Brutal Legend: The Aesthetic

Where Brutal Legend could be said to succeed most clearly is its aesthetic.

Motorcycle pipe trees.

Massive stone highways melding an epic fantasy aesthetic with a more familiar sight to make something fantastical, with stone highway signs to match.

A mountain-scale wall of speakers.

Massive half-buried car engines...

... vehicular wheels that dwarf humans...

... even more massive partially buried car engines, big enough for a small village to live inside.

Fields of stones sprouting out the ground you don't pay any attention to...

... until you notice that they form hands making assorted rock-and-roll-related signs.

Trees that look ordinary enough...

... unless you look closer and see the tops form some kind of metallic blade.

Spiders made of chrome that spin the best guitar strings of the land.

Headbanging being translated into a combat unit, with an appropriate appearance for such a bizarre concept.

Stage lights and so on within fantasy cavern-esque environments.

Chains reaching into the sky... and a stone hand grasping at a stone guitar.

A more distant look at the stone guitar, and its more archetypically-fantasy surroundings.


Brutal Legend melds together rock and roll with swords-and-sorcery to create things that are visually striking and make a surprising amount of sense. The result is distinctive, unique, and manages to strike a lot of notes fantasy often strives for. Wandering the world of Brutal Legend leaves one feeling like you're wandering through fields once molded by beings vast and alien, with little to infer what and why but the oddities they've left behind. The rock and roll aesthetic often blends surprisingly naturally in; rarely does something seem jarringly out of place, and yet much of it is fresh and interesting, not something you'll have seen in some other game, or indeed probably not another piece of media period.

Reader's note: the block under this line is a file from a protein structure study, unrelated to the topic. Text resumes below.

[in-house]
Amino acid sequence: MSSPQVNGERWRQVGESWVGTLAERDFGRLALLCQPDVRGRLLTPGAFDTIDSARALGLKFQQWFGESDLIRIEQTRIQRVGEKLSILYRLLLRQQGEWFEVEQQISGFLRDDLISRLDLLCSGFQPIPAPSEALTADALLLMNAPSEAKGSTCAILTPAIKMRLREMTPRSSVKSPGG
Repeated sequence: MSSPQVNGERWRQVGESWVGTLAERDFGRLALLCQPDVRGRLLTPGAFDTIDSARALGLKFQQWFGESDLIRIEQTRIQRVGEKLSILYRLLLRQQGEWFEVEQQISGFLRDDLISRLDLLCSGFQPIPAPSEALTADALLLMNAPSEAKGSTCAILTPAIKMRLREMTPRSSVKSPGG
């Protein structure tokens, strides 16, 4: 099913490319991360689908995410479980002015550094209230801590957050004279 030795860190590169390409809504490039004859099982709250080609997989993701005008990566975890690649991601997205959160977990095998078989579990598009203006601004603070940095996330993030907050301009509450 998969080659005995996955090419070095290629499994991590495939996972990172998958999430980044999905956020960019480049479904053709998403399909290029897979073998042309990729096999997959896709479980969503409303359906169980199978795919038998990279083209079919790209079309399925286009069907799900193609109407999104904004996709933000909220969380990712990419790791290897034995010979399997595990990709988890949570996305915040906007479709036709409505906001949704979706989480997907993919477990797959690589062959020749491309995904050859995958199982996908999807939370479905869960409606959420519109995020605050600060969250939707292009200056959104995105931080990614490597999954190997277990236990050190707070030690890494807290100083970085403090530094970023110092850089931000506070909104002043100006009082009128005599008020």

It fades a bit once you're done with the game's first act, but it never fully goes away. For one thing, it's built into the army aesthetics, such as how the Drowning Doom has goth sub-culture stuff meshed with assorted undead/mad science tropes.

It's really too bad the game got rushed, and that the gameplay is so fundamentally flawed. Brytal Legend is one of a handful of games whose visuals are compelling on their own .


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